By Paul Whaley and Dr John Newby, PhD; cross-posted from Health & Environment

To understand the importance of the new science of epigenetics for health, we have to visit cell development and the cellular processes which, if they go wrong, lead to cancer. Understanding these processes could help us better anticipate and prevent possible health hazards from environmental chemicals, develop better models for risk assessment, and even lead to novel treatments for cancer.

Epigenetics and development
One single fertilised cell, in order to become a human, has to differentiate itself into about 200 cell types. Every single cell, however, contains the same complete set of around 25,000 genes. This means different genes have to be turned on and off at certain times in order for a cell to develop into and function as, for example, a skin cell rather than a liver cell.

This regulation of when genes are turned on and off is governed by epigenetic processes. Rather than mutations, which are changes to the genetic code, epigenetic changes affect genes themselves, like software in relation to DNA hardware.

During development, epigenetic regulation is one factor responsible for determining the course of development of a cell, setting it on the path to becoming a skin cell rather than a liver cell, or a brain cell instead of a muscle cell.

Sometimes, however, external influences can result in genes being silenced or activated at the wrong times. In effect, this can confuse the developmental instructions being acted on by a cell, subtly taking it away from its natural developmental pathway and down an altered route, with a range of potential knock-on effects.

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by Richard Denison, PhD, cross-posted from EDF Blog

The Washington Post ran a front-page article Saturday, written by Spencer Hsu, which reported the auction sale by FEMA of most of the 120,000 notorious formaldehyde-tainted trailers it had purchased five years ago to house the victims of Hurricane Katrina.  The article cites FEMA as saying that “wholesale buyers from the auction must sign contracts attesting that trailers will not be used, sold or advertised as housing, and that trailers will carry a sticker saying, ‘Not to be used for housing’.”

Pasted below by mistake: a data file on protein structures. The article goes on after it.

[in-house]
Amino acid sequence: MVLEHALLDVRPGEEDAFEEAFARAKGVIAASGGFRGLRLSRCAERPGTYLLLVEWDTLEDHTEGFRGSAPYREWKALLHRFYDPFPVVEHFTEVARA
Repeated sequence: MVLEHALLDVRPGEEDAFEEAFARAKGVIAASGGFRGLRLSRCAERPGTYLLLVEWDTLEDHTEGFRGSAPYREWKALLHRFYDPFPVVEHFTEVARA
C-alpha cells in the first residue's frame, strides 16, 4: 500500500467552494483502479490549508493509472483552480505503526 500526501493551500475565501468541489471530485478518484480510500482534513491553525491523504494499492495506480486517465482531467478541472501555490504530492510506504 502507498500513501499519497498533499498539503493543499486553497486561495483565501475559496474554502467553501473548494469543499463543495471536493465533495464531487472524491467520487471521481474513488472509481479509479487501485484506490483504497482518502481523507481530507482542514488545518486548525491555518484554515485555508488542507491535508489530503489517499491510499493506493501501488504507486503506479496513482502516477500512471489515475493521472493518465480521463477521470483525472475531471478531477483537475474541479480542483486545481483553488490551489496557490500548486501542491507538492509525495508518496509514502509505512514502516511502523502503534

Think that’s likely to be enough? 

Think again. 

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Rita Arditti in 2005

By Richard Clapp and Genevieve Howe

The women’s movement and the environmental movement lost a champion on Christmas Day, 2009.  Rita Arditti of Cambridge, MA died, at age 75, after a phenomenally productive and inspiring life and a decades-long battle with metastatic breast cancer. She was born in Argentina and educated in Italy as a biologist, which led to doing research and teaching at Brandeis, Harvard, and Boston Universities. For the past three decades, she was a core Faculty member at the Union Institute and University and was professor emerita there at the time of her death. An unwavering feminist, she was a founding member of “Science for the People” and the New Words bookstore in Cambridge; she maintained her ties to the bookstore throughout its 28-year history.  Along the way, she wrote a book about women searching for their missing grandchildren who were among the “disappeared” under the military dictatorship in Argentina in the late 1970s and early 1980s. This influential book was titled Searching for Life: The Grandmothers of the Plaza de Mayo and the Disappeared Children of Argentina and was published in 1999.  Throughout her life, Rita could always be found at events, rallies, and protests against injustice and suppression of human rights.  Occasionally she was a speaker, but she always was present on the side of the oppressed.